Florrie Centre, Liverpool
Report by John Owen
Rejuvenating the Labour movement after Jeremy Corbyn’s victory
Gathering in a fine old Victorian hall, built, or paid for by West Indian merchant Bernard Hall and dedicated to his lost daughter Florence, hence the Florrie. Approximately 120 people attended the debate.
Outside was a raging storm, inside the brewing of a political storm. The atmosphere was pleasant, amicable even, tense and disturbing, free flowing and rambunctious, aggressive and thorough, principled and fair.
Following on from the massive surge of the support for Corbyn in the leadership election, attempting to shift the Labour party to the left, the mood for a continuing battle with Cameron is still on.
Tory boys latest quest is to bomb Syria, how original, something already being done, a surefire method that has only led to further radicalisation and increased terrorist attacks since the1990 first Gulf War.
Workshops included: who needs cuts? Barry Kushner councillor no show however, what is momentum? Democratising the Labour party, Ed Mustill, Fighting for workers’ rights Roy Bentham and blacklist support group, finally organising students and young workers, Beth Redmond NCAFC, Chris Marks PCS.
An hour long lunch break meant time for local home baked scouse pies, courtesy of Anfield baking co-op.
In the afternoon sessions: local cuts Cllr Joe Walsh, Syria – what position should Labour take? Mike Homfrey – chair, Socialist Feminism -Sarah Weston Withington CLP, Greece lessons from Syriza: Thanna. Followed by feedback from all groups.
Questions like, who can be in Momentum? And what are its aims? Regarding the election of Corbyn in 2020 as priority, or is a building of main political movement to oust the Tories from office now not later.
The debate from the Momentum workshop in the afternoon on Syria was lively, if perhaps overawed by the din from the other workshop in the opposite end of the hall, no matter the group resolved in the end to tell Corbyn we support his opposition to bombing as a discussion on the draft letter for MPs had been stalled with amendments by the right.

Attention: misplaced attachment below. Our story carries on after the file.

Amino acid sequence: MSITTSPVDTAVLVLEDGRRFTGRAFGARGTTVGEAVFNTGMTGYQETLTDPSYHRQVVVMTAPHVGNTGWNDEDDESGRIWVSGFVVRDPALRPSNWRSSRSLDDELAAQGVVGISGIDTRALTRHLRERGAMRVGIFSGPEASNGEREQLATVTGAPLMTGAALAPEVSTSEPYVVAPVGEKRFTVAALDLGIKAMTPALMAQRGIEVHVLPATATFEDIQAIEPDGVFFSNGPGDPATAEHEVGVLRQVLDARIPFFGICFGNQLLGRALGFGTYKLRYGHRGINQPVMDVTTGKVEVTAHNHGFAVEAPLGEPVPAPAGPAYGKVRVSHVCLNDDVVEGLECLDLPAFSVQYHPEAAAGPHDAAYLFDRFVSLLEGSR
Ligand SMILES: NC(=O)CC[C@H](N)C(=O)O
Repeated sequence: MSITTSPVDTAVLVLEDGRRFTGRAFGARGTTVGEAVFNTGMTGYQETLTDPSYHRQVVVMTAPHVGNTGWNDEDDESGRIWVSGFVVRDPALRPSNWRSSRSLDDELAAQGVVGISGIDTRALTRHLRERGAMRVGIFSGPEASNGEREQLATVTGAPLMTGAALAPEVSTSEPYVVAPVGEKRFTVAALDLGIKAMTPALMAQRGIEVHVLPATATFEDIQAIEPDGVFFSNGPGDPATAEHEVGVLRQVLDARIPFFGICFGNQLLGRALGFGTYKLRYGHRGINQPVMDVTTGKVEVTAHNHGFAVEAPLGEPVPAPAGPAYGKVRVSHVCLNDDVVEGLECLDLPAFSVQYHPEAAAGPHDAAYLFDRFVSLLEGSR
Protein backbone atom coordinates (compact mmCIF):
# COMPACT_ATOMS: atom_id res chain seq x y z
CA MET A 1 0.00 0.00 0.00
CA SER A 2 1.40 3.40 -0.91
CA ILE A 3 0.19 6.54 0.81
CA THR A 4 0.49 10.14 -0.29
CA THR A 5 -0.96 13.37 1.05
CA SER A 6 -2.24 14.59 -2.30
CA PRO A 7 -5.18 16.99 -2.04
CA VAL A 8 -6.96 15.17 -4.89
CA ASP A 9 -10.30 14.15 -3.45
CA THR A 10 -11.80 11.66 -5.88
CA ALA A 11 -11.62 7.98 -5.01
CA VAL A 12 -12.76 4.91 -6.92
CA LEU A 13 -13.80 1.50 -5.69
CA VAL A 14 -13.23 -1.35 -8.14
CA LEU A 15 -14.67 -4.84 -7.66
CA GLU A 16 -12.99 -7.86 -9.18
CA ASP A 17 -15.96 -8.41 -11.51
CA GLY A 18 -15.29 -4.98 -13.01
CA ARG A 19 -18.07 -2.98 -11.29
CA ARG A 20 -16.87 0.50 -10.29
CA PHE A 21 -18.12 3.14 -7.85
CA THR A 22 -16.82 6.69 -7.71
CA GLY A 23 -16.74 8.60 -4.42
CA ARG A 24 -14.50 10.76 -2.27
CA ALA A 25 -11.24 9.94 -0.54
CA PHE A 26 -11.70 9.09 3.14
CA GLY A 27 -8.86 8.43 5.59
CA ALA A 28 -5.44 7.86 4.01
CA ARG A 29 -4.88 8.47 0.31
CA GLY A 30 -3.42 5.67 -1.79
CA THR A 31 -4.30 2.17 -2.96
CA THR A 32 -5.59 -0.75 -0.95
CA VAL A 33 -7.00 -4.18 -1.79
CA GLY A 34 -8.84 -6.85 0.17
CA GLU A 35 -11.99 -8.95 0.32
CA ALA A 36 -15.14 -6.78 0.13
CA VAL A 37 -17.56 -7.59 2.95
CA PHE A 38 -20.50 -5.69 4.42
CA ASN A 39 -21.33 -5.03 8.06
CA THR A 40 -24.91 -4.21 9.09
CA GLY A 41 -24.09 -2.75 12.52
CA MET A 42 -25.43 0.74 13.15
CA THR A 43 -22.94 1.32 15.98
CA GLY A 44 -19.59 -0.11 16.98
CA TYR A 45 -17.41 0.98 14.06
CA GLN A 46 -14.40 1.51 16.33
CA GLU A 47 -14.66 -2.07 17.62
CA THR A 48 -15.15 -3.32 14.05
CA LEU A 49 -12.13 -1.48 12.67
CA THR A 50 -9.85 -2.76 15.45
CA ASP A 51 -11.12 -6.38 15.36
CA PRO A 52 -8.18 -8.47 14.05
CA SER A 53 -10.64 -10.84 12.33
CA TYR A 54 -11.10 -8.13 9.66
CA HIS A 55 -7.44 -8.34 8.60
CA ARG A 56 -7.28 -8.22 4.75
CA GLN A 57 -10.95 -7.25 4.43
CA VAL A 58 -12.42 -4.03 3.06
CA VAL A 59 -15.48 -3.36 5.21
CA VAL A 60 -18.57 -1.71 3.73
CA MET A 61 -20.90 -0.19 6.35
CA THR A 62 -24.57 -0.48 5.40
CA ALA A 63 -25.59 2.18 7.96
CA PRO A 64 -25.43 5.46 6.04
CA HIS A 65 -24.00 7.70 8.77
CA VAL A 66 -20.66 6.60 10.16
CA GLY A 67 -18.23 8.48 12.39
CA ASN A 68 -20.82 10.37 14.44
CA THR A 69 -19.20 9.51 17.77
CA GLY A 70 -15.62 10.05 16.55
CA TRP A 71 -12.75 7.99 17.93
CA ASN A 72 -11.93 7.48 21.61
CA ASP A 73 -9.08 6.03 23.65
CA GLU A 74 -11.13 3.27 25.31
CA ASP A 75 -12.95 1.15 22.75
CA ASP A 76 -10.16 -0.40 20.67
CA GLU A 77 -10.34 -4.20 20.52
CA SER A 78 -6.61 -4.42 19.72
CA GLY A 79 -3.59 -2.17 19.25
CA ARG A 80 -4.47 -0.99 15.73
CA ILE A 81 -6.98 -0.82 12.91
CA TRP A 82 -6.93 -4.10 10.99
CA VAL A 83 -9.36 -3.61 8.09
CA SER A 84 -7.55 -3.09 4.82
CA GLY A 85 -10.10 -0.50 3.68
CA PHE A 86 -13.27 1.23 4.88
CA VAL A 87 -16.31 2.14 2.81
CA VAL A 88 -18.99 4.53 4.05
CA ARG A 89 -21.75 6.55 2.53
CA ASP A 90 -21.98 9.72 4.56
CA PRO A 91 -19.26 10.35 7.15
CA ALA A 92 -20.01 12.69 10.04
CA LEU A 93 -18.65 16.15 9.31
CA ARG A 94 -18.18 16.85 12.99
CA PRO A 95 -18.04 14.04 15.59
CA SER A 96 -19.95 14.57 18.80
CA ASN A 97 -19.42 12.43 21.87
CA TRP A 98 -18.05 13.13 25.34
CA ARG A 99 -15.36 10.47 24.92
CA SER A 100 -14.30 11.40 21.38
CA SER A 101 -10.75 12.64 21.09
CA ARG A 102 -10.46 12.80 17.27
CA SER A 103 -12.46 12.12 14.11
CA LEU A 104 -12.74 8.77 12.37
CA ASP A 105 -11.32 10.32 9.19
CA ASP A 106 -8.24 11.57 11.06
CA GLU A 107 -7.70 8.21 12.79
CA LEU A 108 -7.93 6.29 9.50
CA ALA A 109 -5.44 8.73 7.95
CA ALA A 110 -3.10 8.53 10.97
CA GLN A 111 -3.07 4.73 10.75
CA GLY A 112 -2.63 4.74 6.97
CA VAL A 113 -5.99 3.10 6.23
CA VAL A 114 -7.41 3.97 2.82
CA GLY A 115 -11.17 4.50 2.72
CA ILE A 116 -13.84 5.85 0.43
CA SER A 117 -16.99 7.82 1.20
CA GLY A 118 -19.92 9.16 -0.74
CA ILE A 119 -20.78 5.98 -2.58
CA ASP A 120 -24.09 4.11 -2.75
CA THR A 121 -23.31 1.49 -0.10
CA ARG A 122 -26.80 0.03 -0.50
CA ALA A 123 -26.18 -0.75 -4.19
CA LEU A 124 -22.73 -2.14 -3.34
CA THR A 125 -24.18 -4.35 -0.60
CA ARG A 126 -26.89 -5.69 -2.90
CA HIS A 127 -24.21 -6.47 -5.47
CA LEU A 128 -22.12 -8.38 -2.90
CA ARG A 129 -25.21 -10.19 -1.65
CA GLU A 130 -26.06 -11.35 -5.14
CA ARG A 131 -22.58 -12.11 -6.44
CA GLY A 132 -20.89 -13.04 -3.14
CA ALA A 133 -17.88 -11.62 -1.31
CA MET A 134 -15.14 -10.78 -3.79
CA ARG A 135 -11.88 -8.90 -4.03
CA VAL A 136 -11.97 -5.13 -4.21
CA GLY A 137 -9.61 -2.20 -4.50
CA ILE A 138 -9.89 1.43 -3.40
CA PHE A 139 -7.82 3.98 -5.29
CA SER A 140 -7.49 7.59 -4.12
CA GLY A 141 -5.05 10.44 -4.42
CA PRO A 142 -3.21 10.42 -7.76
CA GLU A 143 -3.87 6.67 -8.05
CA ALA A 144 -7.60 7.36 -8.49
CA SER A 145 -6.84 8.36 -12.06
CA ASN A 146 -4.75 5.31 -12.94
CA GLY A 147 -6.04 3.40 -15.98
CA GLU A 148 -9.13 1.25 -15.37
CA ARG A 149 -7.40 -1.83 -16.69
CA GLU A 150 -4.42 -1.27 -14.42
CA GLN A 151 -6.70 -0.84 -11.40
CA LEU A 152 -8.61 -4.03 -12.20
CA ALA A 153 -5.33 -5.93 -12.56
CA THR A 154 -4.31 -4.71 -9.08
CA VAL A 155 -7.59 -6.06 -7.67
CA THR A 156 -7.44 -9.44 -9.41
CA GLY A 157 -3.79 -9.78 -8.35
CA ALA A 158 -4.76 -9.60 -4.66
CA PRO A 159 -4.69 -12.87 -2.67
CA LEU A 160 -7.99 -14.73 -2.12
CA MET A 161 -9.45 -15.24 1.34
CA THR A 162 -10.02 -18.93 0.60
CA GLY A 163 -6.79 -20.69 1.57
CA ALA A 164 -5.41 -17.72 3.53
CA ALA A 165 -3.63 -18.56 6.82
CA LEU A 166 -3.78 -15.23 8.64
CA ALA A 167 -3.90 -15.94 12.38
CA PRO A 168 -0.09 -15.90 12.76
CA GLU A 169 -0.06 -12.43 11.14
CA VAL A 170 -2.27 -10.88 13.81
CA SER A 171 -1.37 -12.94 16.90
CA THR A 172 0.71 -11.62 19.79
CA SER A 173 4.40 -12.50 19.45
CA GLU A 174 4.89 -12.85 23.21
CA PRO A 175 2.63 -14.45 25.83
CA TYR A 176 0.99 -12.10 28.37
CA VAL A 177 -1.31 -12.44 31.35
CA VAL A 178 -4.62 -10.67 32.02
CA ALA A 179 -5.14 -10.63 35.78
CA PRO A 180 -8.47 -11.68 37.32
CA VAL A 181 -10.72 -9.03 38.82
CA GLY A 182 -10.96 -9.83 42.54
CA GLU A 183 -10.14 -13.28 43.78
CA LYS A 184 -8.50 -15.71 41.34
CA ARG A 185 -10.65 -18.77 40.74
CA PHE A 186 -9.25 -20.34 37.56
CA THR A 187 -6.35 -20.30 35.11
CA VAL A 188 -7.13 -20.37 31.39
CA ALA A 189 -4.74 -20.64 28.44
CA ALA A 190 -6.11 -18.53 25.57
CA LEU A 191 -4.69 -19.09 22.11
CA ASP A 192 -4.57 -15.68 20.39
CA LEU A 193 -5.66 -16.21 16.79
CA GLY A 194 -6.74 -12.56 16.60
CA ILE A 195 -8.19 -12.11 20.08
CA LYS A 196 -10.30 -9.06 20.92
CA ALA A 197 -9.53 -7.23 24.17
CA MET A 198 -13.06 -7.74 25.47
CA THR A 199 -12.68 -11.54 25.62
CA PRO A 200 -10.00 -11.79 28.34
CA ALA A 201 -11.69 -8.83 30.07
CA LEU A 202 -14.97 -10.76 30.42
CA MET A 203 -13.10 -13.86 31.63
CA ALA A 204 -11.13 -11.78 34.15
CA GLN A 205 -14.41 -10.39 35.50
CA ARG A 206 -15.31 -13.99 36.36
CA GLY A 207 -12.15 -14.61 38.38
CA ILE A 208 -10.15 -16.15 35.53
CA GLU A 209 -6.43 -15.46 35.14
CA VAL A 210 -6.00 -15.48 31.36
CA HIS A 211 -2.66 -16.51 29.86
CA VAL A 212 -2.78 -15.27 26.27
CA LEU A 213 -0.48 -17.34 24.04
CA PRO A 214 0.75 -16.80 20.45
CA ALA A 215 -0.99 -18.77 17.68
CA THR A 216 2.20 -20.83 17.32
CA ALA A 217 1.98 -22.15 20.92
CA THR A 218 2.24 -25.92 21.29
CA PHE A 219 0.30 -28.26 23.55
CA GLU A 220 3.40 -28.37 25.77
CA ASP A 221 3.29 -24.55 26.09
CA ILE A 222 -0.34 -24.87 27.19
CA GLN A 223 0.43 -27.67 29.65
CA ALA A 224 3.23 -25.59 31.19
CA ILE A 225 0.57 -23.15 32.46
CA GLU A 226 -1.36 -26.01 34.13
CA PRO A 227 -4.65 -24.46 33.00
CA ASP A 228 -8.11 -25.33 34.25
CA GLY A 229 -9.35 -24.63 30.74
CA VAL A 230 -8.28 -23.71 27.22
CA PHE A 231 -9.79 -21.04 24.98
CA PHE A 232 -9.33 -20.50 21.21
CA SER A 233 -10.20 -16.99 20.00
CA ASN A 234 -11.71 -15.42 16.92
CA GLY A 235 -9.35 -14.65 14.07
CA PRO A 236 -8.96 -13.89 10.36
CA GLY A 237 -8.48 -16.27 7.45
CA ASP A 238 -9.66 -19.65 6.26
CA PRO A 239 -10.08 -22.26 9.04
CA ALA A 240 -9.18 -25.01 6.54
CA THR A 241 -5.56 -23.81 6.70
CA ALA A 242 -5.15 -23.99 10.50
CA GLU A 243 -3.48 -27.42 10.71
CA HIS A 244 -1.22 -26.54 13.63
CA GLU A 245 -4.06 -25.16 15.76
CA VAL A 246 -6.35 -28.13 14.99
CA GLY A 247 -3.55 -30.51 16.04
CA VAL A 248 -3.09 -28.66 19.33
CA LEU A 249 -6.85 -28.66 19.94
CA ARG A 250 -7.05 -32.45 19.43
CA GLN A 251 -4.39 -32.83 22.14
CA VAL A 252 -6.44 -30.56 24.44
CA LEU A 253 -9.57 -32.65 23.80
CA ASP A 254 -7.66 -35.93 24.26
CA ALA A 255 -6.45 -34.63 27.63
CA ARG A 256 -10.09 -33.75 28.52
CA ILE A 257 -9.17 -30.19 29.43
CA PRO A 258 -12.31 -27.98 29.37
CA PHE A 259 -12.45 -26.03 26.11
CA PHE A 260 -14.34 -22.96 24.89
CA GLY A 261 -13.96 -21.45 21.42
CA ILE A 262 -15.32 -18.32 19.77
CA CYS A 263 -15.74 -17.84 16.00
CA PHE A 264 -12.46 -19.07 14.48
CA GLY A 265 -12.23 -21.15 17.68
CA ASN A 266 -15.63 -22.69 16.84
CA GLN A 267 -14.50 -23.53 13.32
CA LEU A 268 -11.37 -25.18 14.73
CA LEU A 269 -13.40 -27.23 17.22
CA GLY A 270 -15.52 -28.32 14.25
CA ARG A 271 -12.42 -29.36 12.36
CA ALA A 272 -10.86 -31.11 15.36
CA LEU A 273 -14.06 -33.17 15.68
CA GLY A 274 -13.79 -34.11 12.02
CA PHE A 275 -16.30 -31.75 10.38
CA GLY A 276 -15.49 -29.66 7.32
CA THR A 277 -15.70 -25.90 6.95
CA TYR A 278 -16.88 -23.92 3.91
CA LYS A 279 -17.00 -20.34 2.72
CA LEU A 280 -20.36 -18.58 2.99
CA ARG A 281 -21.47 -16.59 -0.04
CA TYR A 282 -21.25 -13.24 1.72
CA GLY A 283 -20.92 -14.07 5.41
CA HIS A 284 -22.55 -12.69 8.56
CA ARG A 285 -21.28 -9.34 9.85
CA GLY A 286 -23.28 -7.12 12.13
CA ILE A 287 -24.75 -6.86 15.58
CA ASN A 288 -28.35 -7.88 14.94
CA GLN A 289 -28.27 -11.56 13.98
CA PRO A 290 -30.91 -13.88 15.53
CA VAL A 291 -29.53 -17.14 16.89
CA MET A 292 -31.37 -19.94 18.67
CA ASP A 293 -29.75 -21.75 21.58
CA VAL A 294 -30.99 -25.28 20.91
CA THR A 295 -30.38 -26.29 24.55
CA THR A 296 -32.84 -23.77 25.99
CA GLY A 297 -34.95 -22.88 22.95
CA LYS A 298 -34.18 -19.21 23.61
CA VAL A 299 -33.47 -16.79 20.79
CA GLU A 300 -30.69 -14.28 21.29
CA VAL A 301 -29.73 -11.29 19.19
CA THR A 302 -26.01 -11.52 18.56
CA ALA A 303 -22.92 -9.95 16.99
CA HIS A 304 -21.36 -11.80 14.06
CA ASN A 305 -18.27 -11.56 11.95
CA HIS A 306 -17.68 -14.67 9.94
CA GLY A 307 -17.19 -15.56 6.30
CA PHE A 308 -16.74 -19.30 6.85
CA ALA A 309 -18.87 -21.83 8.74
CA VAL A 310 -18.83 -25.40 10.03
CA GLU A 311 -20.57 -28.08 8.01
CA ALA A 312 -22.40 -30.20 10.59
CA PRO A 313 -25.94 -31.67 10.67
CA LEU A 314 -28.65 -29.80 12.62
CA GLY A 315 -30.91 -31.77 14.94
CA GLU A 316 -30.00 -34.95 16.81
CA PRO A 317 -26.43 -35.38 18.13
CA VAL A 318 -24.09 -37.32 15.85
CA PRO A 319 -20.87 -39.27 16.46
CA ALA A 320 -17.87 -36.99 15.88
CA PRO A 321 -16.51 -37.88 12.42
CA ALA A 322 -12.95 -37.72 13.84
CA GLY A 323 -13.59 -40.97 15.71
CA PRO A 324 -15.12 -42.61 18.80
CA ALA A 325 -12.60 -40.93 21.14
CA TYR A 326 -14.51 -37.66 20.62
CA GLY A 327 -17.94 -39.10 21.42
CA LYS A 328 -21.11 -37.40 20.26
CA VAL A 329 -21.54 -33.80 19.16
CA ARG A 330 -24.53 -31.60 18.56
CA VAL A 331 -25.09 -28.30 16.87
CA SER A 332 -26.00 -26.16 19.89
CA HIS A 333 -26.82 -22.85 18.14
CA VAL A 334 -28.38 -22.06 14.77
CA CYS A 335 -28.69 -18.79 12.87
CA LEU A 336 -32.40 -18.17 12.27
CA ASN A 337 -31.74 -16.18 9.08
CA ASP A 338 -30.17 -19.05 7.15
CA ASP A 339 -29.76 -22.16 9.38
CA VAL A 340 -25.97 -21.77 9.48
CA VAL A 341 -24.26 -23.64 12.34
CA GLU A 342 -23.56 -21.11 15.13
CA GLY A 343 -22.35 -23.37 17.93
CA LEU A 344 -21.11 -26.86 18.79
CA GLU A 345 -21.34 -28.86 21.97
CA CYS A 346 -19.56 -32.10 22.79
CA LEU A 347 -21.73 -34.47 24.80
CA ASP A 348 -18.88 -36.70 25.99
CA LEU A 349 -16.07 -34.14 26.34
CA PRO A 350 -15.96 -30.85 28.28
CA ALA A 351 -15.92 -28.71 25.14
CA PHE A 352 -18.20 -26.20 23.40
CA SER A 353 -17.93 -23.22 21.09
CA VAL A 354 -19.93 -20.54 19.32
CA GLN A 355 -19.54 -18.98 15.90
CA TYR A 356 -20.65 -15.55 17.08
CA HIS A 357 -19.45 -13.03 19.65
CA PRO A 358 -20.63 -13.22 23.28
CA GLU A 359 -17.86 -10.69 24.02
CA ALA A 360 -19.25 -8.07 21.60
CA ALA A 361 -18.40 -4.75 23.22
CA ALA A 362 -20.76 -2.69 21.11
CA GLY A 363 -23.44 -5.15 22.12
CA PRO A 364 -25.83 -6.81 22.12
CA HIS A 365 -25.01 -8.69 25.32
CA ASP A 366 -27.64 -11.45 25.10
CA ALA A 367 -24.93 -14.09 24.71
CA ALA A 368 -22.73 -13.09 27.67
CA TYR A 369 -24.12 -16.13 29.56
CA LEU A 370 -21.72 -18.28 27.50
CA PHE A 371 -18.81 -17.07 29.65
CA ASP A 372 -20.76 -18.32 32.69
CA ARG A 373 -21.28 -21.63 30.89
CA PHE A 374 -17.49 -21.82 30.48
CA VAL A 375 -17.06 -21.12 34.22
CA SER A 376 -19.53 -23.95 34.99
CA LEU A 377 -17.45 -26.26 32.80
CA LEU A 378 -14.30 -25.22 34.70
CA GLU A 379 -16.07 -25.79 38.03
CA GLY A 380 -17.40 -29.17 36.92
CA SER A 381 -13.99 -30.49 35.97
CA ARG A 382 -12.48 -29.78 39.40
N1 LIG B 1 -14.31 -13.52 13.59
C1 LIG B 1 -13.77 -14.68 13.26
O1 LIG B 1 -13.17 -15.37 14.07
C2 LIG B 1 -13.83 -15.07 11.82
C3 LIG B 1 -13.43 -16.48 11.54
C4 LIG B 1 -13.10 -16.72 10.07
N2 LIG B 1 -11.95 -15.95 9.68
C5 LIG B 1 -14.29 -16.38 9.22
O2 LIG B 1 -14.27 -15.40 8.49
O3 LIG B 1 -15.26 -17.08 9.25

Discussions over this issue, apparently has produced sparks in local CLPs.(local party branch meetings).
At the end of the conference people voted overwhelmingly in opposition to NATO airstrikes, a shot in the arm for the anti-war movement, a boost for Corbyn, in the prevailing military and jingoistic atmosphere.
The Labour right, now including Tom Watson MP, jumping ship to side with Cameron. Watch this space as the vote is on Wednesday, in parliament to endorse military action.
If you recall Ed Miliband, despite himself, managed to forestall bloodthirsty Cameron, by ten votes, last time it was put to a vote. Loss of confidence in his leadership would ensue, if he were defeated this time. Which is why a servile, mostly pro-Tory press, is going all out to corral the Labour right into line, to isolate Corbyn further from the ranks. An all-out protest on the scale of 2003 will be needed to halt the slide into a further war on Syria.